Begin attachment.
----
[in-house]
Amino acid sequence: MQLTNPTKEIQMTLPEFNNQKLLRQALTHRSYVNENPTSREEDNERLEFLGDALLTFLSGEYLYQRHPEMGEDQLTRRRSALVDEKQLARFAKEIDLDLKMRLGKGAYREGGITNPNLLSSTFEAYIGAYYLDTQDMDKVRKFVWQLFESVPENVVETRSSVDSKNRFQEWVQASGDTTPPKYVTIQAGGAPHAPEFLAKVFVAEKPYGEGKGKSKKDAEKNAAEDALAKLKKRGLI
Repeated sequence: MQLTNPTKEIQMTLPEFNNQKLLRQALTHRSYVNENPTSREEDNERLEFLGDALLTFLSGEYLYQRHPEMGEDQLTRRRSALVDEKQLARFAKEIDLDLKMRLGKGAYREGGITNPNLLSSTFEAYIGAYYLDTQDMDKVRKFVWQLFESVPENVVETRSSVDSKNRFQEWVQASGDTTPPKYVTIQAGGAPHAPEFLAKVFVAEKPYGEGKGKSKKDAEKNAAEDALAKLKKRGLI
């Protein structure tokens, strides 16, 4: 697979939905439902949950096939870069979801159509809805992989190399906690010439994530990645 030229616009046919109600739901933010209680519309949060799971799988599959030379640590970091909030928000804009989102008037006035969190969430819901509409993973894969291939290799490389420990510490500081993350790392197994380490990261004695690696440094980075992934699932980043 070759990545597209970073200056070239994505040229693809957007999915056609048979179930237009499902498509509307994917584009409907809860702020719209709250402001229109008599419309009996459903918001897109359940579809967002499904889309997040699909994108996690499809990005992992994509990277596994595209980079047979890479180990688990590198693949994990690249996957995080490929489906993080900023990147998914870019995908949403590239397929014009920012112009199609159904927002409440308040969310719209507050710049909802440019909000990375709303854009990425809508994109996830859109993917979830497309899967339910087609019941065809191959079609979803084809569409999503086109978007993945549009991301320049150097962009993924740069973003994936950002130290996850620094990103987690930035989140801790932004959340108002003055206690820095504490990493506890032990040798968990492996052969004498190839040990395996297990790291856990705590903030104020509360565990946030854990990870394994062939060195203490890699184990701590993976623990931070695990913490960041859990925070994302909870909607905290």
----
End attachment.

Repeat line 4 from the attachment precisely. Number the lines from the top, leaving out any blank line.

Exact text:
């Protein structure tokens, strides 16, 4: 697979939905439902949950096939870069979801159509809805992989190399906690010439994530990645 030229616009046919109600739901933010209680519309949060799971799988599959030379640590970091909030928000804009989102008037006035969190969430819901509409993973894969291939290799490389420990510490500081993350790392197994380490990261004695690696440094980075992934699932980043 070759990545597209970073200056070239994505040229693809957007999915056609048979179930237009499902498509509307994917584009409907809860702020719209709250402001229109008599419309009996459903918001897109359940579809967002499904889309997040699909994108996690499809990005992992994509990277596994595209980079047979890479180990688990590198693949994990690249996957995080490929489906993080900023990147998914870019995908949403590239397929014009920012112009199609159904927002409440308040969310719209507050710049909802440019909000990375709303854009990425809508994109996830859109993917979830497309899967339910087609019941065809191959079609979803084809569409999503086109978007993945549009991301320049150097962009993924740069973003994936950002130290996850620094990103987690930035989140801790932004959340108002003055206690820095504490990493506890032990040798968990492996052969004498190839040990395996297990790291856990705590903030104020509360565990946030854990990870394994062939060195203490890699184990701590993976623990931070695990913490960041859990925070994302909870909607905290």